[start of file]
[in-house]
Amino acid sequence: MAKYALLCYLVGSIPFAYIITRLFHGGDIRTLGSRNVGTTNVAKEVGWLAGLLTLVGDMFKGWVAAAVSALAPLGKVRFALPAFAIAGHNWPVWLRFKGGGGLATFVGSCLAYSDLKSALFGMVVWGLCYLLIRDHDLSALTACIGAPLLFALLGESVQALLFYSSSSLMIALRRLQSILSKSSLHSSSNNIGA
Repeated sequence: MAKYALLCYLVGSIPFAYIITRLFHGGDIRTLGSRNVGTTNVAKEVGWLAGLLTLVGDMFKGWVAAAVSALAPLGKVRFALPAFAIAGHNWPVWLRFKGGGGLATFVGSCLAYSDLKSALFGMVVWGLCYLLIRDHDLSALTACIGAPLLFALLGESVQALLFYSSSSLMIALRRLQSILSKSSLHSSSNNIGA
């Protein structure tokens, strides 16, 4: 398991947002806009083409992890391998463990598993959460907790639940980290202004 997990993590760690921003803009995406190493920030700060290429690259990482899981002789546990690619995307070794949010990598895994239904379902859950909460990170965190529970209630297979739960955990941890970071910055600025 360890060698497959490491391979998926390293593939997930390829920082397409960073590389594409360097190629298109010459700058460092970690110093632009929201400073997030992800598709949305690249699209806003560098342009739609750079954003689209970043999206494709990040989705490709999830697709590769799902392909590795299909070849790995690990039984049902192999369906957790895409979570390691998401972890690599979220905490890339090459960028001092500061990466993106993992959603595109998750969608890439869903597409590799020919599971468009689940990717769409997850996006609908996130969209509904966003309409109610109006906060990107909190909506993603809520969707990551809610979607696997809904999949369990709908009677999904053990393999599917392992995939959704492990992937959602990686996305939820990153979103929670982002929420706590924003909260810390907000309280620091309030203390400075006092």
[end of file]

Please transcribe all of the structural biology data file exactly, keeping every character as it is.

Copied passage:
[in-house]
Amino acid sequence: MAKYALLCYLVGSIPFAYIITRLFHGGDIRTLGSRNVGTTNVAKEVGWLAGLLTLVGDMFKGWVAAAVSALAPLGKVRFALPAFAIAGHNWPVWLRFKGGGGLATFVGSCLAYSDLKSALFGMVVWGLCYLLIRDHDLSALTACIGAPLLFALLGESVQALLFYSSSSLMIALRRLQSILSKSSLHSSSNNIGA
Repeated sequence: MAKYALLCYLVGSIPFAYIITRLFHGGDIRTLGSRNVGTTNVAKEVGWLAGLLTLVGDMFKGWVAAAVSALAPLGKVRFALPAFAIAGHNWPVWLRFKGGGGLATFVGSCLAYSDLKSALFGMVVWGLCYLLIRDHDLSALTACIGAPLLFALLGESVQALLFYSSSSLMIALRRLQSILSKSSLHSSSNNIGA
């Protein structure tokens, strides 16, 4: 398991947002806009083409992890391998463990598993959460907790639940980290202004 997990993590760690921003803009995406190493920030700060290429690259990482899981002789546990690619995307070794949010990598895994239904379902859950909460990170965190529970209630297979739960955990941890970071910055600025 360890060698497959490491391979998926390293593939997930390829920082397409960073590389594409360097190629298109010459700058460092970690110093632009929201400073997030992800598709949305690249699209806003560098342009739609750079954003689209970043999206494709990040989705490709999830697709590769799902392909590795299909070849790995690990039984049902192999369906957790895409979570390691998401972890690599979220905490890339090459960028001092500061990466993106993992959603595109998750969608890439869903597409590799020919599971468009689940990717769409997850996006609908996130969209509904966003309409109610109006906060990107909190909506993603809520969707990551809610979607696997809904999949369990709908009677999904053990393999599917392992995939959704492990992937959602990686996305939820990153979103929670982002929420706590924003909260810390907000309280620091309030203390400075006092």